Subsequent to the withdrawal of this benefit, the additional income tax burden over a period of 7 years works out to be approximately Rs 1,000 crore. Additional outflows of tax would severely impact the debt-service capability levels of the project. On an overall basis, the project IRR is adversely impacted by more than 1%, which was already at a threshold level," HMEL told the petroleum ministry. HMEL is a joint venture company of state-owned HPCL and LN Mittal-promoted Mittal Energy Investments Pte, Singapore and is implementing the 9-million tonne per annum (mtpa) refinery in Punjab.
The Bhatinda refinery project of HMEL is being financed with a debt-equity ratio of 1.60:1. According to HMEL, a consortium of 26 nationalised banks and financial institutions have validated the financials of the project including the fact that there is a substantial benefit of availability of tax holiday to the refinery. It was only after this that HMEL told the ministry that it was sanctioned a debt amounting to Rs 10,510 crore by the banks and FIIs for financing the project. The capital cost of setting up of new refineries has gone up steeply by Rs 2,000 crore per million metric tonne. The new refineries would therefore need adequate returns to service their debt and fixed cost.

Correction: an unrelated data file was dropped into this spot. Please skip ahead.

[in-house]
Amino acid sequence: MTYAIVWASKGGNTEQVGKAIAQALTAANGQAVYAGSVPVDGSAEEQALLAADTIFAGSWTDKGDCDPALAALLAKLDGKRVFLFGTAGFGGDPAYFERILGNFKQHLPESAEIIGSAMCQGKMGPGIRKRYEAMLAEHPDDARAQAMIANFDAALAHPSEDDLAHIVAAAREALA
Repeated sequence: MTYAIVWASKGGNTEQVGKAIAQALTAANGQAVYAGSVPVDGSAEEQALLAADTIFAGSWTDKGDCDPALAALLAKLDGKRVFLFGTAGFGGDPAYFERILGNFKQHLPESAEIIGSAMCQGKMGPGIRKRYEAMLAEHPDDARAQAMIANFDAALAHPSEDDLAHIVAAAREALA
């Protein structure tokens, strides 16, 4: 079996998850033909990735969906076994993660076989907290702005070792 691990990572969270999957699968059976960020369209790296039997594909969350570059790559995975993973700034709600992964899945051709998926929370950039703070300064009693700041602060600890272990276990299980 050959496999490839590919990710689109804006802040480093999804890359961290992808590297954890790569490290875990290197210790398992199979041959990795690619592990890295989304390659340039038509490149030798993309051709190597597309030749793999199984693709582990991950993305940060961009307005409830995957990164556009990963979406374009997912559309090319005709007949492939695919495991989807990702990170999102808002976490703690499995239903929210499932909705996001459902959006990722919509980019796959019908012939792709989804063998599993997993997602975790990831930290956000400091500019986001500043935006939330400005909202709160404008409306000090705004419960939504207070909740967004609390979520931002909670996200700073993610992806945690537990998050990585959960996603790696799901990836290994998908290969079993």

The petroleum ministry has already taken up the issue with the finance ministry, which seems reluctant to withdraw the sunset clause proposed in the Budget for 2008-09. At least 60 mtpa of new/expansion of refinery projects (excluding RIL's new 29-mtpa refinery at the Jamnagar SEZ which is expected to be commissioned in 2008) will get impacted in case the sunset clause is not withdrawn.
The sunset provision on section 80-IB (9) of the IT Act included in the memorandum to Finance Bill withdraws the exemption of 100% of profits for a period of 7 years available for commercial production of petroleum and natural gas for undertakings where refining of mineral oil begins after April, 1, 2009.